Dead of Night (1945)
Synopsis: A group of six friends gathers together one afternoon in a cottage in the English country side. Walter Craig (Mervyn Jones) shows up to consult with the owner about restoring the aging abode, but is taken about when he realizes he’s met all the guests before – in a recurring dream. He can’t recall details of the dream, but he feels a terrible foreboding that it ends in horror. His claims of clairvoyance spur a discussion amongst the group about the probability of the paranormal, with everyone, including the skeptical Dr. Van Straaten (Frederick Valk), recalling their own personal experiences with things they can’t explain.
Killer Scene: Seeing as Dead of Night is an anthology film made up of five separate stories within one larger framework, there are many memorable and sufficiently frightening images worth mentioning. However, the sequence that stands head and shoulders above the rest has to be the film’s climax in which Walter Craig, experiencing a pastiche nightmare involving images from all the previously told tales, finds himself face-to-face with Hugo, a ventriloquist dummy that opens its eyes, addresses Walter then rises to walk over and strangle Walter as a group of evil-looking onlookers cackle evilly.
Violence: The body count for the film tops out at two – one by strangulation and one by suicide by drowning – and there are a grand total of three physical blows, though one is a slap across the face of a dummy. None of them are gory – it was the 1940′s after all.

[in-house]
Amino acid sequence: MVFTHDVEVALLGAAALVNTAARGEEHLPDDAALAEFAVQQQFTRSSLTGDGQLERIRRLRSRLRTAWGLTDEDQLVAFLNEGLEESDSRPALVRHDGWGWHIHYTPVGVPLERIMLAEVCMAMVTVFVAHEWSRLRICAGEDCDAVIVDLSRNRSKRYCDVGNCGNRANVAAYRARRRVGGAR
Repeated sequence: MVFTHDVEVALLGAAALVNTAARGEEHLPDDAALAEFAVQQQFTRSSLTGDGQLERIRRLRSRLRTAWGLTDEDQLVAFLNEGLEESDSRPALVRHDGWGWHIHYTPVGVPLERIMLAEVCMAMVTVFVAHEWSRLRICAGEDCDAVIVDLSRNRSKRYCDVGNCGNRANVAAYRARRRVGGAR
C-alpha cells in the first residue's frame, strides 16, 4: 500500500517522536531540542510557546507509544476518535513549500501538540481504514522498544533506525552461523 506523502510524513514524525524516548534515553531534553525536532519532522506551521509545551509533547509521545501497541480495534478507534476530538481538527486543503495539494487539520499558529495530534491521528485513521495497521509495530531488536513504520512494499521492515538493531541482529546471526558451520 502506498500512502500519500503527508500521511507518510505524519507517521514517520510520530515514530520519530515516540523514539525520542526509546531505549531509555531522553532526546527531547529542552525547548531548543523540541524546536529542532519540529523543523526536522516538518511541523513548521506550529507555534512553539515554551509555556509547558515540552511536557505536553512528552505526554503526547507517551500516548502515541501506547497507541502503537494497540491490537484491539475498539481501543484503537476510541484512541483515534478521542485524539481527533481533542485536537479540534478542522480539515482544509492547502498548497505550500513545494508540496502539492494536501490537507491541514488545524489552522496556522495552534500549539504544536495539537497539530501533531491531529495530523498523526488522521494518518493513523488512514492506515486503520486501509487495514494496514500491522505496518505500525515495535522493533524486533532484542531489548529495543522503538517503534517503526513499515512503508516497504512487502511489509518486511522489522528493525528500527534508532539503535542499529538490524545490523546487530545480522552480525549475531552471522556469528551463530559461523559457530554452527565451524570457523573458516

Sex: Though the young Sally O’Hara (Sally Ann Howes) is attractive in a girl nextdoor sort of way, this film is about as sexy as a Quaker meeting.
Scares: Completely devoid of jump scares, Dead of Night provides sufficiently creepiness through its ominous atmosphere and some truly frightening images.
Final Thoughts: Before Trick ‘r Treat, before Creepshow, before any other horror anthology you’ve probably ever seen, Dead of Night set the standard for how horror anthologies should properly play out. What allows it to work despite no blood, no sex and no jump scares is the skillful writing that builds the foreboding dread with its intelligent structure. The first tale, about a race car driver’s vision that allows him to avoid his own demise in bus accident, is a benevolent paranormal occurrence. But as they go along, the tales get more and more ill-fated and evil until the film’s self-prophecying and borderline nihilistic conclusion. Also, no matter how many times I see it, stories involving talking dummies never ceases to give me the heebie jeebies.